and even more Quicken frustration

So I decided to fix my Merrill accounts in Quicken (see previous post). At first, I tried going through the transactions, to delete the messed up ones, and get it straight that way. It turned out, though, that the download from Merrill had screwed stuff up all the way back to December 2007.

So I decided that I’d restore my Merrill accounts from a Quicken backup file from before I set up the download. Well, it turns out that restoring a Quicken file is an all or nothing proposition. You can’t just restore one account. You can open a backup file in Quicken and *export* one account, though. But then you can’t *import* it into your active file, so that turns out to be pretty useless. So I printed out all the transactions in my active file since that backup, did the restore, then re-entered all the banking and credit card transactions that I’d done since the backup. I’ve also re-entered the two 401(k) statements I’d entered after that backup. So now, after a couple of hours of work, I’m basically back where I started, minus the last four months of Merrill statements, which I’ll have to enter in manually now.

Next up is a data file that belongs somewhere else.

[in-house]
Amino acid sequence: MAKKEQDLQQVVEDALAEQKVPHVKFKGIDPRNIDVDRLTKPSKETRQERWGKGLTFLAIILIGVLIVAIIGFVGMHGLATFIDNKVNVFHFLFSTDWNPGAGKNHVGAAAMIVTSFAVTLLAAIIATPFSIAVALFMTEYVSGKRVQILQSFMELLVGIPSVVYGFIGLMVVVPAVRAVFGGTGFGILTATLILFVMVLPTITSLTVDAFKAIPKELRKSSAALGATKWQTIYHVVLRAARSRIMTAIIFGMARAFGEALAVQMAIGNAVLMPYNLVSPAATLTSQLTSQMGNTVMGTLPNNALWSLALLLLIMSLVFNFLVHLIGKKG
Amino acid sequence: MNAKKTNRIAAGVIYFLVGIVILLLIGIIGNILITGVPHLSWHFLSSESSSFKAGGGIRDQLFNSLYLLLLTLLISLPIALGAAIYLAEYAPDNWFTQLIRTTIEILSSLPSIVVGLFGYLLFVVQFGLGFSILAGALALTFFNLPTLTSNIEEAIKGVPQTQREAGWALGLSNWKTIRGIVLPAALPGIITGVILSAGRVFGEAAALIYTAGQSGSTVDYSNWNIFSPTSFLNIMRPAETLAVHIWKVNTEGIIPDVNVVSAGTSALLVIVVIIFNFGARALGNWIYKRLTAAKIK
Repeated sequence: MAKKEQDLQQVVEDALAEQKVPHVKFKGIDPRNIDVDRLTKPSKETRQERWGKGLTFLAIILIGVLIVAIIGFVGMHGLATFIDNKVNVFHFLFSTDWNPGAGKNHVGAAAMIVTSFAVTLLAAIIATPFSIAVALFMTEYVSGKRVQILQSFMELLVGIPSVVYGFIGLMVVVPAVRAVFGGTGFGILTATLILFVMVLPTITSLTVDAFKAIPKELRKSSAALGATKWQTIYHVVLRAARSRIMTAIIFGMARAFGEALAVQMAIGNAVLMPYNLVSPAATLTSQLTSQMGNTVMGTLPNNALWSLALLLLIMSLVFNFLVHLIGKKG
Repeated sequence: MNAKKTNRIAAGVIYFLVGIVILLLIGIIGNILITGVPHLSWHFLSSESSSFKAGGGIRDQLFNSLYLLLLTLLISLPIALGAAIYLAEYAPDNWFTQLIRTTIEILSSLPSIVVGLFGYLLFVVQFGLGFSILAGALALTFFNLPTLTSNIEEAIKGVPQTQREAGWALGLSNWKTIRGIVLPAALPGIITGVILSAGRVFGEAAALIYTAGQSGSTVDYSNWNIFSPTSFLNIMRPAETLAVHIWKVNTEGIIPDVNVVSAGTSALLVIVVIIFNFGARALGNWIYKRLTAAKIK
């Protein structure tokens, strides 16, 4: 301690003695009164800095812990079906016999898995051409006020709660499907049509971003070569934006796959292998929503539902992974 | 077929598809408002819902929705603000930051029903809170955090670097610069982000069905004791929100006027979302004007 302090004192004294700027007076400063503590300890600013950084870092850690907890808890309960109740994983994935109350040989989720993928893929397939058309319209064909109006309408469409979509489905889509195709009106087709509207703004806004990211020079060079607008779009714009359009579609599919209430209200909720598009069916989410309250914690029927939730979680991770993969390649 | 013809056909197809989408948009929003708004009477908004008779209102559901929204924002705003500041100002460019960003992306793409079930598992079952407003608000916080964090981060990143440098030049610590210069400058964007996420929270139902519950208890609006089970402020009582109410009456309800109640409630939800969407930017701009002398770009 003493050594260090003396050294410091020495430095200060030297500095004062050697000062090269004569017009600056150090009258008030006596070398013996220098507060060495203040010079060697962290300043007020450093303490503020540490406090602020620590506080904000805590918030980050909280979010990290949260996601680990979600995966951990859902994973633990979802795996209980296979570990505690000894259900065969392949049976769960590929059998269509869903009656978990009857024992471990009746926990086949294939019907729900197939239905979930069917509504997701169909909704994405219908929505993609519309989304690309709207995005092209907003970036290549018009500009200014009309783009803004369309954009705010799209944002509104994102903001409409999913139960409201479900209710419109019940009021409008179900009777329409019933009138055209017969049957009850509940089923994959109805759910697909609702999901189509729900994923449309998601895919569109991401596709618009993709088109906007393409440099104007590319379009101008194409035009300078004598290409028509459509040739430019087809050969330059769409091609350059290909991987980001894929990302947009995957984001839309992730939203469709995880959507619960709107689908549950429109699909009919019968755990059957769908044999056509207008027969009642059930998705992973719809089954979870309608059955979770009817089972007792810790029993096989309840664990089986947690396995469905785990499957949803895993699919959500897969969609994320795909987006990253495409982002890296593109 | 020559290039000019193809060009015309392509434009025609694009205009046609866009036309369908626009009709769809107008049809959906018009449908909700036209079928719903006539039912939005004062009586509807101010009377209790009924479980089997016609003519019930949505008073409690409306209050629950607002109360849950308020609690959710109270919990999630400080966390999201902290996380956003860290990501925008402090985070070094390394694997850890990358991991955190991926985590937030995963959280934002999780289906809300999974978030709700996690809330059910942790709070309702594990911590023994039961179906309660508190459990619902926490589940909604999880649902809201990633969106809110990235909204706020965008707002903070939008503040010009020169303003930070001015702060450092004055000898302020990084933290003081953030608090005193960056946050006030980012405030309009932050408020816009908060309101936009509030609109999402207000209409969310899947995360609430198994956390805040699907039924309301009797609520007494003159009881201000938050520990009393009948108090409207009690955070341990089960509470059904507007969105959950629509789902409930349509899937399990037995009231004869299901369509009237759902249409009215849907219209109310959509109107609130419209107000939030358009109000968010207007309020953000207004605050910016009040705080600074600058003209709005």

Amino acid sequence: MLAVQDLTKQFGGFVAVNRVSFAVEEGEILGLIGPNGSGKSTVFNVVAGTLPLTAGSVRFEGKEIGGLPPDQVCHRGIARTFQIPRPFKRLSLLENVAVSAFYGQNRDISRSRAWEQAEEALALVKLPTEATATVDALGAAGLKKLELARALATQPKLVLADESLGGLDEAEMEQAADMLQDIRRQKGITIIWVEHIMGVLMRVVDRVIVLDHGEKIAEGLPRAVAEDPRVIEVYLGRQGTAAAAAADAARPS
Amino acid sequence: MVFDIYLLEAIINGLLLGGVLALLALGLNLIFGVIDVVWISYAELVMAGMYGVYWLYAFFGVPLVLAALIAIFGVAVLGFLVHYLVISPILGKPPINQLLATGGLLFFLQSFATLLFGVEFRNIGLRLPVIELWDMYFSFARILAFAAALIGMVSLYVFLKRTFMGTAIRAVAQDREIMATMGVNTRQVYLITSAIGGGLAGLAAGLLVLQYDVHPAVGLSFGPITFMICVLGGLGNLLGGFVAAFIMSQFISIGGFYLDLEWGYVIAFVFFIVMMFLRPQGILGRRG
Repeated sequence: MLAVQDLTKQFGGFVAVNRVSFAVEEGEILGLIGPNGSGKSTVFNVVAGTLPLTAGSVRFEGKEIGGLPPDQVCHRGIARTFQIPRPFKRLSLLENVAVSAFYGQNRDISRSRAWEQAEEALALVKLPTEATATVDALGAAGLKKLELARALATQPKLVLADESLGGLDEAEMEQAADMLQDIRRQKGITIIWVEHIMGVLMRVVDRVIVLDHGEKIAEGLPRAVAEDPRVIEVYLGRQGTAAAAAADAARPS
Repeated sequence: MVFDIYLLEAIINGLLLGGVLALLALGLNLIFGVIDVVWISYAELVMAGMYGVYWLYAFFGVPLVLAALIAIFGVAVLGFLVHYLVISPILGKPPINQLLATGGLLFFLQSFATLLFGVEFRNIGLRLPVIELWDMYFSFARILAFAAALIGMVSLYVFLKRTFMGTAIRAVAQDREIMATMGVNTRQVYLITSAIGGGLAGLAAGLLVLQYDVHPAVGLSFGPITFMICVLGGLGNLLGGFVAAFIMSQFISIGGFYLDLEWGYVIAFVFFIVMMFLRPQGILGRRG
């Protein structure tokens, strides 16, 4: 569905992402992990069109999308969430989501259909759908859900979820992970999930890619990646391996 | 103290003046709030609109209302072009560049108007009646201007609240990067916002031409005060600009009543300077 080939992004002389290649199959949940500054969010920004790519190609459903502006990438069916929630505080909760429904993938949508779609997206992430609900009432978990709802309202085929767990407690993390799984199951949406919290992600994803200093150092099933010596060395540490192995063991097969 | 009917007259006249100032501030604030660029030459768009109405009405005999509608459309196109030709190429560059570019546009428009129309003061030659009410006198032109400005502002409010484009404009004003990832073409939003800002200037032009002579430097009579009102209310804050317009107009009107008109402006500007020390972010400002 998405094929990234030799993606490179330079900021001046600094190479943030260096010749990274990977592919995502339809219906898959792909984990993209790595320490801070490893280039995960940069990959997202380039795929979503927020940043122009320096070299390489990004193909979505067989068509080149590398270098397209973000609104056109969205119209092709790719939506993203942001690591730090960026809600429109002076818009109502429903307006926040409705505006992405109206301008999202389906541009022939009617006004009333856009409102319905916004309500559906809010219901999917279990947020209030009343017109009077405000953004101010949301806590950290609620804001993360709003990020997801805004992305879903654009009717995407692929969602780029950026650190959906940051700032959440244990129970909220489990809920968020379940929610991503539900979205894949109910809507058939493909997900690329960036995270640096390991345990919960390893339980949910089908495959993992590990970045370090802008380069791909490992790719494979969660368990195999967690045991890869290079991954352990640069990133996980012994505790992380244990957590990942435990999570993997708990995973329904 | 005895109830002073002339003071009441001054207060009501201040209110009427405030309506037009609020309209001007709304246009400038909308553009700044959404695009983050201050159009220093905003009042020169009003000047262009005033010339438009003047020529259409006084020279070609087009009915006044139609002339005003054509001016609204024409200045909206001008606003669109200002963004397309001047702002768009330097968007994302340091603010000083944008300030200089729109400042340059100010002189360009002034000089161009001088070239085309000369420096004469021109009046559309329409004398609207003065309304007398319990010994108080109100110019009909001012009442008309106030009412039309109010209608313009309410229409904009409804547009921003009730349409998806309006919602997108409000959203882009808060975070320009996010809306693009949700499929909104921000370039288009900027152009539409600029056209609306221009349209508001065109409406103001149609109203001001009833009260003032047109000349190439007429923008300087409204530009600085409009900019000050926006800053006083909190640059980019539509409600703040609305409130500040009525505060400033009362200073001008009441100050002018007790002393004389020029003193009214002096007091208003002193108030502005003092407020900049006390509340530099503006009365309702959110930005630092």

Well, I guess I’ve learned my lesson — Quicken and Merrill Lynch just don’t work together, and probably never will!

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